Regression Report: Pujols’ Bat Heats Up

Albert Pujols has been money over the last couple of weeks. Is it possible that the old Pujols is back?

Regression, defined as a return to a former or less developed state, is a word thrown around a lot in baseball. When a season is so long – when there are thousands and thousands of data points to collect – there’s no reason for fans and analysts of the game to jump to early-season conclusions about a batter or pitcher, only to see those same players regress to their mean.

Sometimes though, things change. Sometimes a return to former play doesn’t occur because a player developed, hitting the ball well or throwing it with more velocity. Good numbers from a surprising source doesn’t always mean regression is about to occur. Perhaps that player is in store for a good season.

Each week, the plan with this article is to look at a handful of guys who seem to be outdoing themselves. While these players are sure to regress, some are bound to do so more than others. And that’s what I’m looking to figure out.

Albert Pujols, Los Angeles Angels of Anaheim

Over the last two weeks, Albert Pujols is batting to a .340/.400/.740 slash with 6 home runs, 11 runs scored and 14 runs batted in. Over this stretch of 12 games, he’s gotten a hit in 10 of them, including 7 multi-hit contests.

The man is on fire, looking like he did during the magical mid-2000s. But is it sustainable? Is the old Albert Pujols back?

There are a few things that point to him playing at the level we’ve all come to love, or at least closer to it than we’ve seen from him in an Angels uniform. The first is his strikeout rate. Currently, Pujols is getting knocked out at the plate 8.2% of the time, down from the 11.3% and 12.4% figures he saw in 2012 and 2013. His power isn't being sacrificed as a result, either. His current .330 ISO, while it may regress a bit, is the highest he’s seen since 2008.

Perhaps the stronger strikeout numbers are due to his decreased swing percentage on pitches outside the strike zone. Over the past two years, Pujols was swinging at about 35% of pitches thrown outside of the zone, while his year, that number’s dropped to 27.8%, much closer to his career 23.7% rate. As a result, the number of times Pujols is making contact on pitches outside the strike zone is decreasing, but he’s getting better contact on pitches within the strike zone, staying patient at the plate.

His batted ball profile shows slightly iffy signs, especially his low 14.3% line-drive rate. That, and his home run per fly ball percentage is far higher than his career norm. If he can turn some of his ground balls into line drives, he should continue to hit for a decent average. But we probably shouldn’t expect this home run tear to keep up.

He’s been better at the plate, both from a power and discipline standpoint. The real question will be whether or not he can stay healthy during his age-34 season, something he’s failed to do over the last few seasons.

Andrew McCutchen, Pittsburgh Pirates

Andrew McCutchen has something against the first month of the season. Though the Pirates’ outfielder has a career .286 average, his career-long numbers in March and April show just a .270 average with very little power (.162 ISO versus a .194 career ISO).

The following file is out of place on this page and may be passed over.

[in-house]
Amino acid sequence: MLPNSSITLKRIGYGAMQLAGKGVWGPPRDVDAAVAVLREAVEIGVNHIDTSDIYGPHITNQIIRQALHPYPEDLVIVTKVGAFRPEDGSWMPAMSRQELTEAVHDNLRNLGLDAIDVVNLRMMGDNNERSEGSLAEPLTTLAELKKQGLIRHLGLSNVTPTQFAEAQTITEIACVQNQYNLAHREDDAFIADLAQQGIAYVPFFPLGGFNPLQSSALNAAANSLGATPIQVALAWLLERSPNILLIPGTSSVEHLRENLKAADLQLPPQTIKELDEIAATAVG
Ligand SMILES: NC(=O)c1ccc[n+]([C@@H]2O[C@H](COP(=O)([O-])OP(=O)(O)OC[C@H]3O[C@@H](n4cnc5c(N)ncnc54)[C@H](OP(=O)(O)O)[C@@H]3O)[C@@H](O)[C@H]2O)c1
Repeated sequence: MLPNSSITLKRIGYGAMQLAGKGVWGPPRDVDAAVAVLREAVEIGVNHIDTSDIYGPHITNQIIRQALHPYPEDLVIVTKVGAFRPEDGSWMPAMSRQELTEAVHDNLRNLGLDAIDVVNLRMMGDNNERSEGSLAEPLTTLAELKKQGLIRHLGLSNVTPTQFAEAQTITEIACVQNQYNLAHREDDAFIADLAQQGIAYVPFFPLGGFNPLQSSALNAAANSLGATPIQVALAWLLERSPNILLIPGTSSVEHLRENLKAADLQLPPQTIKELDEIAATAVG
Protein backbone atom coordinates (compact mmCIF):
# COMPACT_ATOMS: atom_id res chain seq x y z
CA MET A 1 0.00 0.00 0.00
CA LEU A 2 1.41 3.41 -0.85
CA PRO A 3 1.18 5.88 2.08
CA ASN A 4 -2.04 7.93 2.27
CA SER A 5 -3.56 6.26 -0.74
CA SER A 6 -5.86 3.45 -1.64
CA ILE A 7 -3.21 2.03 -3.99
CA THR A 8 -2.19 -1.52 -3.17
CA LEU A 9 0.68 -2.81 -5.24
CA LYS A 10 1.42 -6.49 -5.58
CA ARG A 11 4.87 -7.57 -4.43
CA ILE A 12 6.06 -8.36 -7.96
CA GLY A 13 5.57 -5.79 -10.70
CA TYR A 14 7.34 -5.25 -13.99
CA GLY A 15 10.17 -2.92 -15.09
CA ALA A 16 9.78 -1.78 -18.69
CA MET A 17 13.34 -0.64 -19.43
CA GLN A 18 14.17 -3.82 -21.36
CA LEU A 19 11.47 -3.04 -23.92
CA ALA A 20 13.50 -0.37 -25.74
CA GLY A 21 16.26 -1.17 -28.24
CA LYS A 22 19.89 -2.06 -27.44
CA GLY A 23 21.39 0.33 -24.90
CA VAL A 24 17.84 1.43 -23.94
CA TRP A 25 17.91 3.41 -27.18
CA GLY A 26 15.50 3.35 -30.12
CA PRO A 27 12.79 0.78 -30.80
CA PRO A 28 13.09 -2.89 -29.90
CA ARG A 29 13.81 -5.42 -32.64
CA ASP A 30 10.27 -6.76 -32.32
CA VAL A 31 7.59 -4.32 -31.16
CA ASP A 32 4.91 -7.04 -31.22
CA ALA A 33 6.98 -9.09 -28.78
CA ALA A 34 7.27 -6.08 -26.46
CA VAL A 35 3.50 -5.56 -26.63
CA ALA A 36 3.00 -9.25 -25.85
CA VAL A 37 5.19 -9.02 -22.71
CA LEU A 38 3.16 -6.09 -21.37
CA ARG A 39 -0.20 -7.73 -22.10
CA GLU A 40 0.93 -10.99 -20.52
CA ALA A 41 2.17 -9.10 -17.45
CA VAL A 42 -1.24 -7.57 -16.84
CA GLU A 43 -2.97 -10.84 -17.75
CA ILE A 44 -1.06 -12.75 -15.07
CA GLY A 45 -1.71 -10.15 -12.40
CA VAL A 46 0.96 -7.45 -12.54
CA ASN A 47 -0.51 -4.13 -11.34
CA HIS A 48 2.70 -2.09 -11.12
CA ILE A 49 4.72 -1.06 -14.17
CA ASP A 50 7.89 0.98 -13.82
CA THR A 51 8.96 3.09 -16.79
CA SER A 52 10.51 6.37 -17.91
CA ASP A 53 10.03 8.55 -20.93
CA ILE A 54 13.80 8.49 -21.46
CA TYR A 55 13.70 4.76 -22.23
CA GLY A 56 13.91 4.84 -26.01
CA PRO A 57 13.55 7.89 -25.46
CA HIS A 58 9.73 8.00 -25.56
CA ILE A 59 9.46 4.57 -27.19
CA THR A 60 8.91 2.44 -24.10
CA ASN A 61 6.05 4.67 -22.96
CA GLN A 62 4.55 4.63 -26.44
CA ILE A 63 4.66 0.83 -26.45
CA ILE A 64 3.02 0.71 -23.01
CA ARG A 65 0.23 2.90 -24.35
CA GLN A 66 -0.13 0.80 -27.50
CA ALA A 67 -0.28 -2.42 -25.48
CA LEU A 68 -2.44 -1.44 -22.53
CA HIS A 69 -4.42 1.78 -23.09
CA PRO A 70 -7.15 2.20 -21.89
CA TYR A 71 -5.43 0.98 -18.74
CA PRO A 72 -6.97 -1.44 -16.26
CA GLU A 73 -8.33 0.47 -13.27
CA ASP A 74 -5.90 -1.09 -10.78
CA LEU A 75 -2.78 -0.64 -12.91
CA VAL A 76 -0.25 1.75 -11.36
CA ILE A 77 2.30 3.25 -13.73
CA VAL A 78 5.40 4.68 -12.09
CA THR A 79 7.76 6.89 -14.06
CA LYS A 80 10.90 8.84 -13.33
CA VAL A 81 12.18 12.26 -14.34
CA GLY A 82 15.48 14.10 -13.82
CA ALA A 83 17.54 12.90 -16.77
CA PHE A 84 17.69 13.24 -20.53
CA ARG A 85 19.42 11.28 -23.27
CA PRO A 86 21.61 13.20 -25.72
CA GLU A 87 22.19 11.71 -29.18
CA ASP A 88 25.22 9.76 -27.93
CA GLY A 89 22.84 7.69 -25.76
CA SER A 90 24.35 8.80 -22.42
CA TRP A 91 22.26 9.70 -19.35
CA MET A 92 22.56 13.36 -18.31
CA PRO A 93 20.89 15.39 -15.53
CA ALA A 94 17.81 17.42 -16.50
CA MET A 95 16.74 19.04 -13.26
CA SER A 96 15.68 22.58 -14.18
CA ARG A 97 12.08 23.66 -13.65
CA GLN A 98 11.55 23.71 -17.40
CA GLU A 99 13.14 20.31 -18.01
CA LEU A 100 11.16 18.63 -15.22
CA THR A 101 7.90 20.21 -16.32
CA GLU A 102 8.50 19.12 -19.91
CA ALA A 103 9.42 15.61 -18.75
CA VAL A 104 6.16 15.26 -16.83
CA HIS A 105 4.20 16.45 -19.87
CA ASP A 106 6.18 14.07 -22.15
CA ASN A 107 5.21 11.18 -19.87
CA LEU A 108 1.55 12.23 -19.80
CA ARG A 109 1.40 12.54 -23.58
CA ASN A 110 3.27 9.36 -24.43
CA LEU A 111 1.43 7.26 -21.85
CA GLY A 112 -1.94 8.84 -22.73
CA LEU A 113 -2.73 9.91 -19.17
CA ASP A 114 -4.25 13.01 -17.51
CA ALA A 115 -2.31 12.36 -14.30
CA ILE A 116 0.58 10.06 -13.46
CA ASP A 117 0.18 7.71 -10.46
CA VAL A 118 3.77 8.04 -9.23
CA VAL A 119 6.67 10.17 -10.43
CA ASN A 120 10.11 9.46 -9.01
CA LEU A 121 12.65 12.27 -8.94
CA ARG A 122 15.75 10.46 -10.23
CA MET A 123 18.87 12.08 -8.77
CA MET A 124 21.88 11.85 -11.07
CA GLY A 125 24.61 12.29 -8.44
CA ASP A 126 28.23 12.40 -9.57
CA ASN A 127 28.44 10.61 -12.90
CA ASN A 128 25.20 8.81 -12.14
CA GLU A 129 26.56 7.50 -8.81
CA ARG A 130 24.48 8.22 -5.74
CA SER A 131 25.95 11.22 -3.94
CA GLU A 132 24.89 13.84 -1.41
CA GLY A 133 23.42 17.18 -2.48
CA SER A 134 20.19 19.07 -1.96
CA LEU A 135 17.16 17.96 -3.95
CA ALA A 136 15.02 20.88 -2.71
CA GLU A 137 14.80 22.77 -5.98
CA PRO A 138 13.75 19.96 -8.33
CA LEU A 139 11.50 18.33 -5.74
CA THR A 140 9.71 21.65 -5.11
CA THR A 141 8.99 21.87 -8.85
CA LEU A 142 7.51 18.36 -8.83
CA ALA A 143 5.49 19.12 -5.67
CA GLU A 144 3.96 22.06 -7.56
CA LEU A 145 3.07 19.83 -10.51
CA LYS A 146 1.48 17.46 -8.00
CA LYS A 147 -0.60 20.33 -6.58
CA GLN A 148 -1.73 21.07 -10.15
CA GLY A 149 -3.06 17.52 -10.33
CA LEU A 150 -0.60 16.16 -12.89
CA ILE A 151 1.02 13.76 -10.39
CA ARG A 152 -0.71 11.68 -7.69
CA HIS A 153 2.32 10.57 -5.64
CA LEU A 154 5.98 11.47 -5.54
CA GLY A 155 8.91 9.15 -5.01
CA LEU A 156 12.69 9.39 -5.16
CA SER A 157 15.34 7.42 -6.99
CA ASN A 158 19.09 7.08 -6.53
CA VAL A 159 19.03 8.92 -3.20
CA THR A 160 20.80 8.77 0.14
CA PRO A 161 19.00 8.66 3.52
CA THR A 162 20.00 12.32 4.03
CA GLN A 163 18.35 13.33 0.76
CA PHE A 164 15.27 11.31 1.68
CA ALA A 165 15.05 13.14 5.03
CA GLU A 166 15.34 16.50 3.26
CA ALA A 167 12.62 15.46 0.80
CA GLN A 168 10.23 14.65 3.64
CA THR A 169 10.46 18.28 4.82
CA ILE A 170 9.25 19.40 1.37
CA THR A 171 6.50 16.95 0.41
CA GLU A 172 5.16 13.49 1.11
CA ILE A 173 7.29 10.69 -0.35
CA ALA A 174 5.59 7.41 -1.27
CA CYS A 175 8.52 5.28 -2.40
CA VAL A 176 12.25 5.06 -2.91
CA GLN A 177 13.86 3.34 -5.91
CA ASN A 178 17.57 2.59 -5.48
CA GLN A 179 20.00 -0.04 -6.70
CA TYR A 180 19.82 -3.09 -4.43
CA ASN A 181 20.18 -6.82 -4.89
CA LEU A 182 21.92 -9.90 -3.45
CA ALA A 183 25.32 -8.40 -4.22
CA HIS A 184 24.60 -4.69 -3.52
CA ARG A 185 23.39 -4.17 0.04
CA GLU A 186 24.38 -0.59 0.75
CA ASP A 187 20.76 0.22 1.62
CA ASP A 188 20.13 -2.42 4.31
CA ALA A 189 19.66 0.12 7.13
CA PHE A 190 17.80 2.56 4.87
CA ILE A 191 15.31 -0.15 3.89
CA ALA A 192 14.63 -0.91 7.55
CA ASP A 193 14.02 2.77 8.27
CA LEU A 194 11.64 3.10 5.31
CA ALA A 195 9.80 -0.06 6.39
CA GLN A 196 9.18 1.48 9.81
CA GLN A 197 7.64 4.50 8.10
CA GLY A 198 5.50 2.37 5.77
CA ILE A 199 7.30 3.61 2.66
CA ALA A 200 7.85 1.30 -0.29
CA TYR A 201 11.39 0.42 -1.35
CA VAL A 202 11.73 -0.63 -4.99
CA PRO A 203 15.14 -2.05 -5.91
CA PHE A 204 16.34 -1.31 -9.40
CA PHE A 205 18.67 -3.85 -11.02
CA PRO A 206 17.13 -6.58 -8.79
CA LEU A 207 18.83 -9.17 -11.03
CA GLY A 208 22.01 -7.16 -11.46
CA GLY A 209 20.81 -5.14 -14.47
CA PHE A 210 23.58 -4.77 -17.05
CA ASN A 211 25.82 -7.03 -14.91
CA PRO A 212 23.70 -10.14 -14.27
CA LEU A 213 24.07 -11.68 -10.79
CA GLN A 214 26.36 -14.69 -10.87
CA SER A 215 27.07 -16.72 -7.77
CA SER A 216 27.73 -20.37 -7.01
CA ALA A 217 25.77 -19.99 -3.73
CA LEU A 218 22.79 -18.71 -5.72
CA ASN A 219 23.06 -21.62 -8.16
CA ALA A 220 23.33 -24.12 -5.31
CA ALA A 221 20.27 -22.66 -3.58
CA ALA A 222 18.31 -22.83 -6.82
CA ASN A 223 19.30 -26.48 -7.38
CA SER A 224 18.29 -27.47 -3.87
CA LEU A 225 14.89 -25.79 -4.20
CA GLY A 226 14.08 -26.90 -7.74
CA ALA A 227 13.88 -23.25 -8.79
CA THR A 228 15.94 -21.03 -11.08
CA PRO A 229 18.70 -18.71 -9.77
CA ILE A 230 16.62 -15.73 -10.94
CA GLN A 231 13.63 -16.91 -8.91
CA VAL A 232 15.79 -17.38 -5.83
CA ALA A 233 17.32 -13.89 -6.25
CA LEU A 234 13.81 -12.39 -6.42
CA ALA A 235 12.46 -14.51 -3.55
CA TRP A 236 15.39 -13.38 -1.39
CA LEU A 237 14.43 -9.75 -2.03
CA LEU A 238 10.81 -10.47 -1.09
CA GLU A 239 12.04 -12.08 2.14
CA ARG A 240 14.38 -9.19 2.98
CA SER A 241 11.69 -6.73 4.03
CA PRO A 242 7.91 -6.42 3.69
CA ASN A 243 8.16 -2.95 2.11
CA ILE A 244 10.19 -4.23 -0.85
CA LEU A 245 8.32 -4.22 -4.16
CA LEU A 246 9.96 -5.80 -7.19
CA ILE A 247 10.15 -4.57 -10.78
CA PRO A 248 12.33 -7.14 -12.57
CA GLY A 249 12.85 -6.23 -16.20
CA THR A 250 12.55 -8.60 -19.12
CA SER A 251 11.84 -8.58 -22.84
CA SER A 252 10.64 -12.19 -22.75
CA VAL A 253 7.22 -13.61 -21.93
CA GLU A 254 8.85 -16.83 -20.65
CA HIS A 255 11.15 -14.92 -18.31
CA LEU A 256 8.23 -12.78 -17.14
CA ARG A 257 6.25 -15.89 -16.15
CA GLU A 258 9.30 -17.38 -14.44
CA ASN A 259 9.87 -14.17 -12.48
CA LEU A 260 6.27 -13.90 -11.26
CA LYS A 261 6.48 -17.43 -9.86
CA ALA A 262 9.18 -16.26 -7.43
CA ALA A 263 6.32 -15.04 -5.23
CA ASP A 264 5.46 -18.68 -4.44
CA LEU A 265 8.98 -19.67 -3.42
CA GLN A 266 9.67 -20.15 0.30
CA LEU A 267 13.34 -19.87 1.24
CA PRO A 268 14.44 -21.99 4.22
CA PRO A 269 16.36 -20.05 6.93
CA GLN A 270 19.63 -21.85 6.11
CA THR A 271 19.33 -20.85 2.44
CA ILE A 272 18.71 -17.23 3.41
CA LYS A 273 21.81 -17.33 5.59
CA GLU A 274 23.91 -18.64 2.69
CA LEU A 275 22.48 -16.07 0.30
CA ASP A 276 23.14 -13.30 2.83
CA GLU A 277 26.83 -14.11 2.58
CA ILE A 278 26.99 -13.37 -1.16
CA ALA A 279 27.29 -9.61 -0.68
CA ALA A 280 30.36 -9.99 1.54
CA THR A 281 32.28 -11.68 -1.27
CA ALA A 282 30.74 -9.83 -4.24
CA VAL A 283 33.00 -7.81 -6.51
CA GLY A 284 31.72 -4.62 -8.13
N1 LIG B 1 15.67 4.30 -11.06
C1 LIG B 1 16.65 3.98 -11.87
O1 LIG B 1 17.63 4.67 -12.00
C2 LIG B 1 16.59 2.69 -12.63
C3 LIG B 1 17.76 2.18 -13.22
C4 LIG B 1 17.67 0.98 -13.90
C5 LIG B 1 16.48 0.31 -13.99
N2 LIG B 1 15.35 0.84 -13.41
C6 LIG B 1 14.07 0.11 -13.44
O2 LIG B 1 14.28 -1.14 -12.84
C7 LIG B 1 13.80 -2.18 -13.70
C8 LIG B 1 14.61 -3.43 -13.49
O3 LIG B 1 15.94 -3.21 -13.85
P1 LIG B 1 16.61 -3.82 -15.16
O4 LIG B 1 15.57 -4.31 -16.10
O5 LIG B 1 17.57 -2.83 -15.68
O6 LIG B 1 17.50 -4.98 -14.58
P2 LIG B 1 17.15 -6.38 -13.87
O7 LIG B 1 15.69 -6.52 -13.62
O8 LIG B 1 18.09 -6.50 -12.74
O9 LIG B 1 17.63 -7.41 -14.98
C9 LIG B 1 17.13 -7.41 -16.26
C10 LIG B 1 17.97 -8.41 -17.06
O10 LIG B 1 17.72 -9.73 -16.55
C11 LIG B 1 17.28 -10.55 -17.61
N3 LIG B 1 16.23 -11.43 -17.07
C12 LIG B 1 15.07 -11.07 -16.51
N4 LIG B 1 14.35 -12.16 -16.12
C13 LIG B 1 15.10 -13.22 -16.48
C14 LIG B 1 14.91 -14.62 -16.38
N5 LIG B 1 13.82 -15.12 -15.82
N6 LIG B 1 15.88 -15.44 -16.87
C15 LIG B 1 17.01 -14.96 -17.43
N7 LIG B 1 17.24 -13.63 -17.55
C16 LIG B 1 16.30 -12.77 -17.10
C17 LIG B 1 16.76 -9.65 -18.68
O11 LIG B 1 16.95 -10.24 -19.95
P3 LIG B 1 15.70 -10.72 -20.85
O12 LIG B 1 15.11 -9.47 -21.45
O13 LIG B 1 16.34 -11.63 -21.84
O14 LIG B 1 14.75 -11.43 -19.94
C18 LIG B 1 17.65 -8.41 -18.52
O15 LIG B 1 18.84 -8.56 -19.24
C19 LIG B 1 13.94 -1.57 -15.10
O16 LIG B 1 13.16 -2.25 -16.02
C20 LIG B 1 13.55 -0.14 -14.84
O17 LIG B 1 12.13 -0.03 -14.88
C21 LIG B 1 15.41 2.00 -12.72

The trend continued in 2014, as Cutch started the season with five hitless games over his first 10 contests. But over the last two weeks, last year’s NL MVP has turned in up a notch, despite his team looking about as good as a two-month old unsealed bag of bread.

McCutchen has hit to a .327/.431/.636 slash since April 14th, hitting four bombs and driving in 10 runs. The reason he makes this list is to simply show how regression works – he’s one of the best hitters in the game, and despite his early-season struggles, this is just what happens with Cutch. His batted ball profile is still in line with his career totals, and his plate discipline really isn’t that far off, either. Expect this “new” McCutchen to stay.

Kyle Seager, Seattle Mariners

Like McCutchen, Seattle’s Kyle Seager started his season off in a forgettable way. Through his first 10 games, the infielder saw just four hits, resulting in zero multi-hit games. Fantasy owners were quick to call him a bust, but he showed up this past week, and is now sporting three multi-hit contests over his last three games.

Again, this is regression at its finest. Seager has a career .288 BABIP, and over the last week, that number has been .333. Despite this recent surge within the metric, his season-long BABIP is just .241, a sign that his .228 batting average is bound to spike even more. His value in daily fantasy leagues may be advantageous given his slow start and recent play, so be aware of this if you’re looking for an infielder to play.

Josh Beckett, Los Angeles Dodgers

Over his last three starts, Dodgers’ pitcher Josh Beckett has a 1.00 ERA, an 8.50 K/9 rate and an average of six innings pitched per contest. On the season – which includes his first start against the Tigers – Beckett’s throwing nine strikeouts per nine, all while pitching to a solid 2.45 ERA.

It’s fun and all to see Josh Beckett look like a 26-year-old version of himself, but his FIP numbers lead us to believe that he’s bound to regress. The dude’s opponents have a ridiculously low .173 BABIP, when Beckett’s average over his career has been .290. His LOB%, too, is quite large, sitting nearly 13 percentage points higher than his career average.

Even still, when he inevitably regresses, his ERA may still sit well under 4.00. And if he can continue to strike out batters at his current rate, Beckett could be in store for a solid campaign for L.A.. Like Pujols, health will play a major role.